The Son of Tarzan

By Edgar Rice Burroughs

Page 20

from responsibility, placing
that upon the ape, who would thus also be punished for his refusal
longer to support the Russian.

Everything played with fiendish unanimity into Paulvitch's hands. As
chance would have it, Tarzan's son overheard his father relating to the
boy's mother the steps he was taking to return Akut safely to his
jungle home, and having overheard he begged them to bring the ape home
that he might have him for a play-fellow. Tarzan would not have been
averse to this plan; but Lady Greystoke was horrified at the very
thought of it. Jack pleaded with his mother; but all unavailingly.
She was obdurate, and at last the lad appeared to acquiesce in his
mother's decision that the ape must be returned to Africa and the boy
to school, from which he had been absent on vacation.

He did not attempt to visit Paulvitch's room again that day, but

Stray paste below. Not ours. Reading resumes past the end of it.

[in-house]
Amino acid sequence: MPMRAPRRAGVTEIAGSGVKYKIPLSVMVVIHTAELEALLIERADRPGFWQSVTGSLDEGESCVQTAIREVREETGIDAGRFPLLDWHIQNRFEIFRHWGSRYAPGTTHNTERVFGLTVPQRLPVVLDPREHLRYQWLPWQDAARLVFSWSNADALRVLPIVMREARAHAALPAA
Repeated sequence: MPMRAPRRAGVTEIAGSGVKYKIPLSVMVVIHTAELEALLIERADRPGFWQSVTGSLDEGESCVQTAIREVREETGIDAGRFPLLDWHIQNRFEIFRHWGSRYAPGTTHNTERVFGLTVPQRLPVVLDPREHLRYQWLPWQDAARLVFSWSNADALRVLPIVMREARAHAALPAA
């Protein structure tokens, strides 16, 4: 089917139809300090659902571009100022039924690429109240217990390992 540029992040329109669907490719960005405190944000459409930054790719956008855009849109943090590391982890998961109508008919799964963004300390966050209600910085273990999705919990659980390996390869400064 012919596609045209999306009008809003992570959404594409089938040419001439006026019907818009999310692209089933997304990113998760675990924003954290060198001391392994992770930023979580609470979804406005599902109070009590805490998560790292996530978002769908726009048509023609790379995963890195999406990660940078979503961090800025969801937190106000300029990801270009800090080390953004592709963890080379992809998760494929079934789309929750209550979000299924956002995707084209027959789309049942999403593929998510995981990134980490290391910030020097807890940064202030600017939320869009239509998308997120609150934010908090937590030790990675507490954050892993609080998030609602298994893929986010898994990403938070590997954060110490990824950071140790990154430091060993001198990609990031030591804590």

instead busied himself in other ways. He had always been well supplied
with money, so that when necessity demanded he had no difficulty in
collecting several hundred pounds. Some of this money he invested in
various strange purchases which he managed to smuggle into the house,
undetected, when he returned late in the afternoon.

The next morning, after giving his father time to precede him and
conclude his business with Paulvitch, the lad hastened to the Russian's
room. Knowing nothing of the man's true character the boy dared not
take him fully into his confidence for fear that the old fellow would
not only refuse to aid him, but would report the whole affair to his
father. Instead, he simply asked permission to take Ajax to Dover. He
explained that it would relieve the old man of a tiresome journey, as
well as placing a number of pounds in his pocket, for the lad purposed
paying the Russian well.

"You see," he went on, "there will be no danger of detection since I am
supposed to be leaving on an afternoon train for school. Instead I
will come here after they have left me on board the train. Then I can
take Ajax to Dover, you see, and arrive at school only a day late. No
one will be the wiser, no harm will be done, and I shall have had an
extra day with Ajax before I lose him forever."

The plan fitted perfectly with that which Paulvitch had in mind. Had
he known what further the boy contemplated he would doubtless have
entirely abandoned his own scheme of revenge and

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